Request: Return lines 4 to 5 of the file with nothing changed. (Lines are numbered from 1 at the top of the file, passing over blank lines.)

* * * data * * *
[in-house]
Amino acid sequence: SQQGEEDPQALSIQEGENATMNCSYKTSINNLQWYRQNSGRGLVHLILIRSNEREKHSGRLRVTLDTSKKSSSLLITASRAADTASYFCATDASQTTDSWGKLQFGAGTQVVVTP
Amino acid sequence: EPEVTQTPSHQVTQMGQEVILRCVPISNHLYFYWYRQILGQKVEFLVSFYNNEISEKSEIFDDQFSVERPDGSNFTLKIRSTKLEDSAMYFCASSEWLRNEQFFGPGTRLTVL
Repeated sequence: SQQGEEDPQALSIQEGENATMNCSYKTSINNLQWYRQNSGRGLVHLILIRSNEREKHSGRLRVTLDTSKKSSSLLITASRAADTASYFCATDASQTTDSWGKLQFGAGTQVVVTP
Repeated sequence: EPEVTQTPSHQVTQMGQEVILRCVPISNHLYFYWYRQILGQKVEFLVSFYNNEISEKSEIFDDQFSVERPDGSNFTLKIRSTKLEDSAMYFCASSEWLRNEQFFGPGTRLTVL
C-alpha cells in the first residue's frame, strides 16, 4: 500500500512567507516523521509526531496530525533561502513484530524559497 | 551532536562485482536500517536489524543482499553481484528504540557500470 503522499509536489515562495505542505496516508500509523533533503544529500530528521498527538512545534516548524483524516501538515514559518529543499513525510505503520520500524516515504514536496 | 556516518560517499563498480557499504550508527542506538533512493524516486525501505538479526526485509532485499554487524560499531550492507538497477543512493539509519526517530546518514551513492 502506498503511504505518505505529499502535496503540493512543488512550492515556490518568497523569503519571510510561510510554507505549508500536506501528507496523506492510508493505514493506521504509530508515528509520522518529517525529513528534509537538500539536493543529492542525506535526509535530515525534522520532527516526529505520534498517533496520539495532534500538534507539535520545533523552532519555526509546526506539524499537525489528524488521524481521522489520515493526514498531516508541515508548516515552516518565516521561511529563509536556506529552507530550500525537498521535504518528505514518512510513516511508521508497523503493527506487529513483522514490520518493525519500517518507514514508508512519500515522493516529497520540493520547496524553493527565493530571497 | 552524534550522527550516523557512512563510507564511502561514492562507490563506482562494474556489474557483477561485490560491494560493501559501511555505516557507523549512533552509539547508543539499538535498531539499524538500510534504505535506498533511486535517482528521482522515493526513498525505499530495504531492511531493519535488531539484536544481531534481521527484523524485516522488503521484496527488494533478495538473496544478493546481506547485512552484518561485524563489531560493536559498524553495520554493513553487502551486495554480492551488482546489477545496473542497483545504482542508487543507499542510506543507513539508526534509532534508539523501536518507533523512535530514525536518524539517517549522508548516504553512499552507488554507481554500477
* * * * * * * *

Repeated sequence: SQQGEEDPQALSIQEGENATMNCSYKTSINNLQWYRQNSGRGLVHLILIRSNEREKHSGRLRVTLDTSKKSSSLLITASRAADTASYFCATDASQTTDSWGKLQFGAGTQVVVTP
Repeated sequence: EPEVTQTPSHQVTQMGQEVILRCVPISNHLYFYWYRQILGQKVEFLVSFYNNEISEKSEIFDDQFSVERPDGSNFTLKIRSTKLEDSAMYFCASSEWLRNEQFFGPGTRLTVL